Moving Parents Into Your Home?

By Michael Boykin | July 29th, 2016

Families and experts share their insights.


When Kate Barrett was 11, her parents decided to move her maternal grandmother into their home. Her mother and her siblings sat around the kitchen table sharing assignments.

One sibling provided transportation. Another handled finances. Kate’s mother provided the house and meals. Grandmother was involved in the discussion, too. She would set the tableand sweep floors.

“They stuck to the rules,” Kate recalls, “set boundaries, responsibilities. They reconvened periodically to assess the process. No one deviated from their assignments.”

Today, Kate Barrett is a licensed clinical social worker in private practice devoted to aging issues, caregiving, dementia and geriatric mood disorders.

She and two other professionals who provide senior care services speak about their experiences bringing an aging parent into their homes. The move itself takes careful consideration also, say three moving experts.

They all agree there is no one right way to make the transition. However, they all concur: Communication is key.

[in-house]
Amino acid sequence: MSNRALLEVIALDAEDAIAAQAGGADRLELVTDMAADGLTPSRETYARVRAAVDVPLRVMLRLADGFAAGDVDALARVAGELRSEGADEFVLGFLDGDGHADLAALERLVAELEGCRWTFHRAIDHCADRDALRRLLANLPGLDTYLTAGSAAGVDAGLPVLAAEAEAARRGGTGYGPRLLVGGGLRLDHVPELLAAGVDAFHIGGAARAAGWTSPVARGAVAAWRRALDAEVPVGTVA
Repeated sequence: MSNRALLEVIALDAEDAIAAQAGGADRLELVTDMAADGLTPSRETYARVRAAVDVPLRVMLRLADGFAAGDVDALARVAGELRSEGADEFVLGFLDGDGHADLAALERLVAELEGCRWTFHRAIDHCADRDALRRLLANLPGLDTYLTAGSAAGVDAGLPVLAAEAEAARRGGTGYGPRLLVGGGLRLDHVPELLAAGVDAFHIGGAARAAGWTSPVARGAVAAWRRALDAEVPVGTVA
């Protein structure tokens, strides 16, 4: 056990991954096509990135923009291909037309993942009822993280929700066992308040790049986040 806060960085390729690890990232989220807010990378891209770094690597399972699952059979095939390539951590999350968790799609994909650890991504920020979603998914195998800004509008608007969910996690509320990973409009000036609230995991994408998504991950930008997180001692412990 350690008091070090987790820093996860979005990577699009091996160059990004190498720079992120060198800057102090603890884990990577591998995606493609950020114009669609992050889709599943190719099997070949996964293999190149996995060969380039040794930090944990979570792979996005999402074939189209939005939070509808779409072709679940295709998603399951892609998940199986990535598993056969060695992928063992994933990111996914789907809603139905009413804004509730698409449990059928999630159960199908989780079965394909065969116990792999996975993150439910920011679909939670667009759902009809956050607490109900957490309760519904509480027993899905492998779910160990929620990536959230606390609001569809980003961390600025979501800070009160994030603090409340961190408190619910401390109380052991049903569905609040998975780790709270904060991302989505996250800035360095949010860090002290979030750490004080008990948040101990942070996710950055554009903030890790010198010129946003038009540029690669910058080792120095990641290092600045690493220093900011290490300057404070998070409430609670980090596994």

“Whether it’s a good idea depends on the people and personalities involved,” Kate says. “The family must work through all the possibilities. Is this best for everyone involved?”

Financial details must be worked out. “Everyone must agree to the terms and abide by them,” she says. “How much is room and board? What part of the house is the parent’s responsibility?”

Kate’s mother and siblings hashed out those concerns at the kitchen table.

Privacy and socialization are issues, too. After dinner, Kate’s grandmother would visit then retreat to her room to watch television.

If the parent is local, old friends may be accessible. If the parent is being relocated, other issues ensue. As family members have their own lives, the aging parent may be left alone all day, or an activity program might be an option.

Before a move, she suggests deep soul-searching. How well does everyone get along? What’s the motivation? Is it to be a hero to other siblings? A lot of discussion goes into the decision, she says.

For Debra Willis, those questions came into play. Her mother lived an hour away but would call Debra when something went wrong. “Mine was the number she knew. She would not talk to anyone else.”

Medical concerns grew, including signs of Alzheimer’s. Debra, working full time, could not drop work and family to tend to her mother’s needs. Debra’s family decided to bring her mother into their home.

After years of long weekend visits, Debra’s mother eventually accepted that she would not be returning to her home of 50 years.

The move required modifications to Debra’s home. The first-floor master suite became her mother’s, as another was built out for Debra and her husband – all this while cleaning out her mother’s house, holding estate sales and selling the house.

After seven years and a serious fall, her mother needed more care than the family could provide. Professional aides came – then it was time to move to a care center.